Evidence exists that systematically planned and implemented community-wide media campaigns reduce risky behaviors by adjusting perceptions of normative behaviors and by influencing individual's beliefs about those behaviors; and, in fact are a recommended intervention in the Guide to Community Preventive Services (Zaza et al., 2005). Several recent media campaigns have successfully prevented or reduced risk behaviors (Chou et al., 1998; Flay & Sobel, 1983; Flynn et al., 1994; Montgomery, 1995; Palmgreen, Donohew, Lorch, Hoyle, & Stephenson, 2001; Popham et al., 1994; Simons-Morton, Donohew, & Crump, 1997; Sly, Trapido, & Ray, 2002; Stryker, 2003; Worden, 1996). Moreover, research has repeatedly shown that media programs work best in conjunction with other community- or school-based programs, when consistent messages are conveyed through a variety of channels and in several different contexts (Flay et al., 1983; Maccoby, 1990; Schilling & McAlister, 1990; Sloboda, Stephens, & Alemagno, 1998; Worden, 1996). Testing the independent effects of media alone and media in combination with community or personal interventions is clearly warranted to further our understanding of media effectiveness.
Behavioral theories suggest that a number of behaviors can be successfully influenced through the mass media (Maibach & Cotton, 1995). Behavior results from complex interactions among people's beliefs and motivations, and their social, cultural and physical environment (Bandura, 1986). In some situations, motivation to change is balanced between perceived benefits of the recommended behavior compared to the perceived social, cultural, or economic costs. In other situations, people desire to change their behavior but cannot because they lack the necessary skills or other resources. Understanding this balance is critical in understanding the potential effectiveness of media interventions.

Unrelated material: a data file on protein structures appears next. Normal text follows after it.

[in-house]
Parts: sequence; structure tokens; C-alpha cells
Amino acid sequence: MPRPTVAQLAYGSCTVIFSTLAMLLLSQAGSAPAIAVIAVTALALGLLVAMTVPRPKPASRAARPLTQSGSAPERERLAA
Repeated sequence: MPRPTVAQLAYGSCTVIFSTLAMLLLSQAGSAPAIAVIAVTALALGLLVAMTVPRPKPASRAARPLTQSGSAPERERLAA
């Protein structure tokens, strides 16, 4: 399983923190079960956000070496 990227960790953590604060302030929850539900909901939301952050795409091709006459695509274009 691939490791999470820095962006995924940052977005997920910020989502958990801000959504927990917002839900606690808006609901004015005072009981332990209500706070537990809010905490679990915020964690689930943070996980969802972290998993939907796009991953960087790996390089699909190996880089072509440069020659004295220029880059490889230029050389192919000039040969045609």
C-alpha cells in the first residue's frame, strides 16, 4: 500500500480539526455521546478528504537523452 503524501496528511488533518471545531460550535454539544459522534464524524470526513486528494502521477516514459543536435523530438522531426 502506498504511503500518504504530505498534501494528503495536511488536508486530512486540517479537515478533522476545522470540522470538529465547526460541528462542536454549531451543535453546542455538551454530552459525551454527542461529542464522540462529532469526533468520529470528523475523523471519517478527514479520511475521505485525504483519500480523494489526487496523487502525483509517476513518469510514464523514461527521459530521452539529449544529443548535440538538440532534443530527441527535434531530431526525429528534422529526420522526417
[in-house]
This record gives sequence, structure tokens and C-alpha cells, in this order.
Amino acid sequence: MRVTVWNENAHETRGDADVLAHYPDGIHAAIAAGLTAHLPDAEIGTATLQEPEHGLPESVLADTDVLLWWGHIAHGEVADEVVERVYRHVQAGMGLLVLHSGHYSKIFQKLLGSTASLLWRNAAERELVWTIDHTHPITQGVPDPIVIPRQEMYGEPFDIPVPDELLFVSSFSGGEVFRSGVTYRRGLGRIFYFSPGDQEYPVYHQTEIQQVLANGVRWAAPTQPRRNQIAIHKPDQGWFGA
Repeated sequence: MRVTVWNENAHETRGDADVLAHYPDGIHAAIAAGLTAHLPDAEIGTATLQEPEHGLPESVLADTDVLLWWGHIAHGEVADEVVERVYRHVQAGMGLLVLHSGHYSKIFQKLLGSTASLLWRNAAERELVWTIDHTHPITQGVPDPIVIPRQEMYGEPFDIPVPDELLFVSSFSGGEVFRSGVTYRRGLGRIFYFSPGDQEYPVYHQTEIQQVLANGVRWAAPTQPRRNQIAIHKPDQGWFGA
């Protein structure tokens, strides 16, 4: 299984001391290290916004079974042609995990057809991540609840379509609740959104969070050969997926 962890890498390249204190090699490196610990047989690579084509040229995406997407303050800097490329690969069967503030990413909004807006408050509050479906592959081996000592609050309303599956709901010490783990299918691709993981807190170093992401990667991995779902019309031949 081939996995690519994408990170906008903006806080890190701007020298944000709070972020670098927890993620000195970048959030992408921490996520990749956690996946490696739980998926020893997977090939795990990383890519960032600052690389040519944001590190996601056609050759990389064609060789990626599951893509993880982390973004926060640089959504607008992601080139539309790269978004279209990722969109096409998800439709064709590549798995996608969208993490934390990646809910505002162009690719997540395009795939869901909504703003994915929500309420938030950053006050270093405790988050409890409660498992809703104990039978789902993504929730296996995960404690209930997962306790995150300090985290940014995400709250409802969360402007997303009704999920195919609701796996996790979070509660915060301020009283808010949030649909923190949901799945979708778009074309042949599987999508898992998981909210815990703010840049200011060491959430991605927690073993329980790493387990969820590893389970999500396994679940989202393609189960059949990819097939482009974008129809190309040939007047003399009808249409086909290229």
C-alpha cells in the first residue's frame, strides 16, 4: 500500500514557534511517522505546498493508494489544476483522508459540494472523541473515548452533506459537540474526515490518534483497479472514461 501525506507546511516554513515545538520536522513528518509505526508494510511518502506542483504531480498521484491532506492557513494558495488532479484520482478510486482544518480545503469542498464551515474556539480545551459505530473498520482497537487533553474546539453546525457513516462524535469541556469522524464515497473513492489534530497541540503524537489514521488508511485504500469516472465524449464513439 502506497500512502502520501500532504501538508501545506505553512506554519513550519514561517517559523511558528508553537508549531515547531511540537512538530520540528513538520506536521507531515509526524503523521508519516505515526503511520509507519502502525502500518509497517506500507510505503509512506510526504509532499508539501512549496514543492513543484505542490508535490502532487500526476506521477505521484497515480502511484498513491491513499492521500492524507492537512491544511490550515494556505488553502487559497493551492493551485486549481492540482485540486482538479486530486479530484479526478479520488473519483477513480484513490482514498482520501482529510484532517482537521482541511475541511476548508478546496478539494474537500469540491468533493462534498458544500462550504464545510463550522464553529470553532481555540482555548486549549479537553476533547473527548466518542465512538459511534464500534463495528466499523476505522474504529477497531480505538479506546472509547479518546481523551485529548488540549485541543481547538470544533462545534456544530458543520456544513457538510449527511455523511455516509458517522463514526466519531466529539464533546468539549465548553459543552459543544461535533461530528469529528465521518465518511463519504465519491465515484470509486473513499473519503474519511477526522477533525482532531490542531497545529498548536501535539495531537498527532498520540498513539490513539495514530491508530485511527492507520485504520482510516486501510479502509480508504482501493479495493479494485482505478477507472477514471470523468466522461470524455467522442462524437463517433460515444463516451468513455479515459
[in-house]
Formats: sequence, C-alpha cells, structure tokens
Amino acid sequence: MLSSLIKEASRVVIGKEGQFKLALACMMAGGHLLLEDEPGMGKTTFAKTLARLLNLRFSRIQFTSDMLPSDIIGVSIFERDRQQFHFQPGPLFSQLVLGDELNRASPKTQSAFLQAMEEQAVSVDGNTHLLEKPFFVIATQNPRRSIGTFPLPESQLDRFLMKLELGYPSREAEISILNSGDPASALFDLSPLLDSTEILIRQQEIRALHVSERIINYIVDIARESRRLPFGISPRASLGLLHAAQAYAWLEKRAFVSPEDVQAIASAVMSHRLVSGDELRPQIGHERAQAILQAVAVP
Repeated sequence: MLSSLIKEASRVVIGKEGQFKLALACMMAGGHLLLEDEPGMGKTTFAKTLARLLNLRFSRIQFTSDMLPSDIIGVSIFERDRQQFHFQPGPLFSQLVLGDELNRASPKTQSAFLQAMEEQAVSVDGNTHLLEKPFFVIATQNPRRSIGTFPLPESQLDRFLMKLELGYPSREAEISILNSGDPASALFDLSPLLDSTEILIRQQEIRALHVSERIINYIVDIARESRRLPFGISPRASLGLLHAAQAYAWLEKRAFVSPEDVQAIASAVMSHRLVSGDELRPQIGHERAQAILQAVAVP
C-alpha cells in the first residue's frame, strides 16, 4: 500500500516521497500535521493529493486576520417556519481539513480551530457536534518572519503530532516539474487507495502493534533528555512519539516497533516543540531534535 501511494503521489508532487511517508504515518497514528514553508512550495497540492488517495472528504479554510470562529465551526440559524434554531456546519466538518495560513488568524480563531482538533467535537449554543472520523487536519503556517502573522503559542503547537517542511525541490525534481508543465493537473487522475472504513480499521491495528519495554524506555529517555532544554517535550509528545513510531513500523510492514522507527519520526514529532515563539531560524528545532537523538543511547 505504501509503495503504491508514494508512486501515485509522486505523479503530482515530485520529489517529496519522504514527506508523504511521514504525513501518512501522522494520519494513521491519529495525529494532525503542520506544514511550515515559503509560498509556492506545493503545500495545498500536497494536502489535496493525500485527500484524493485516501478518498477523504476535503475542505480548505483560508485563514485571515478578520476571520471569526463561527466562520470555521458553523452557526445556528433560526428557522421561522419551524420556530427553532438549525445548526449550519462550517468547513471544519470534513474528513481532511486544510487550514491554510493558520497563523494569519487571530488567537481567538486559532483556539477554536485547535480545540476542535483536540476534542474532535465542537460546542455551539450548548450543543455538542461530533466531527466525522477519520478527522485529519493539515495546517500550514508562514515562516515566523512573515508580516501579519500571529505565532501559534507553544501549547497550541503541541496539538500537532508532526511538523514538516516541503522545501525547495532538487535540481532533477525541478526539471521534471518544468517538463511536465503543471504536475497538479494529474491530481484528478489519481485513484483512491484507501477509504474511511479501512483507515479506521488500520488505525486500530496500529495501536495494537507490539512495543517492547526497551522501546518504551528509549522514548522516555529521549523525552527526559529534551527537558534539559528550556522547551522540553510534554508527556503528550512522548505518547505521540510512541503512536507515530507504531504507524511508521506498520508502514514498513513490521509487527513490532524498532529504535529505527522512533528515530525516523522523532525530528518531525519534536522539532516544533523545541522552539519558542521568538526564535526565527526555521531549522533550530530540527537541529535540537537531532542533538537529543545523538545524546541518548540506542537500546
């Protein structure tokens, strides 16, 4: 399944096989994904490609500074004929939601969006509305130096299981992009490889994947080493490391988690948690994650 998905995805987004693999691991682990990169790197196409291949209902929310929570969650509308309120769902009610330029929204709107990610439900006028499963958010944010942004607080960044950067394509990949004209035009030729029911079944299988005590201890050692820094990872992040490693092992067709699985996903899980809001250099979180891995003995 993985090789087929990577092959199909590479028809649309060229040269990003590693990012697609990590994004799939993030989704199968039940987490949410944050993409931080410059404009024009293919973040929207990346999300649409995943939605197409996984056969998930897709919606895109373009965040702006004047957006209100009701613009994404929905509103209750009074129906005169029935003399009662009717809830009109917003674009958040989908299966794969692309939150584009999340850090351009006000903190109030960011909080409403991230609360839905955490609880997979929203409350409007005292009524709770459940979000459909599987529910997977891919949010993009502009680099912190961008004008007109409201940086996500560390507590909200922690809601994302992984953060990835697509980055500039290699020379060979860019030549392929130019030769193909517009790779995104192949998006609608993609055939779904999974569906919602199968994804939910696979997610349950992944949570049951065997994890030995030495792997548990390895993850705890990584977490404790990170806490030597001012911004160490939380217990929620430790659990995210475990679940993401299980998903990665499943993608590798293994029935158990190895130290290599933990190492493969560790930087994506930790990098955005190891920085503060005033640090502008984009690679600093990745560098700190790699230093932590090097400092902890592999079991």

The theoretical framework for our media campaign is Social Cognitive Theory with special and complementary emphasis on Behavioral Journalism and the Transtheoretical Model. Social Cognitive Theory (Bandura, 1986) addresses the psychosocial dynamics of health behavior and the best strategies to promote behavior change. The theory explains human behavior in terms of a triadic, dynamic, and reciprocal model in which behavior, social-environmental influences, and personal factors interact. Social Cognitive Theory has been applied in a number of practical settings with respect to health education interventions including AIDS education (Bandura, 1990) smoking cessation and cardiovascular programs, (Perry, Baranowski T., & Parcel G.S., 1990) and self-regulation of chronic disease (Clark & Zimmerman, 1990).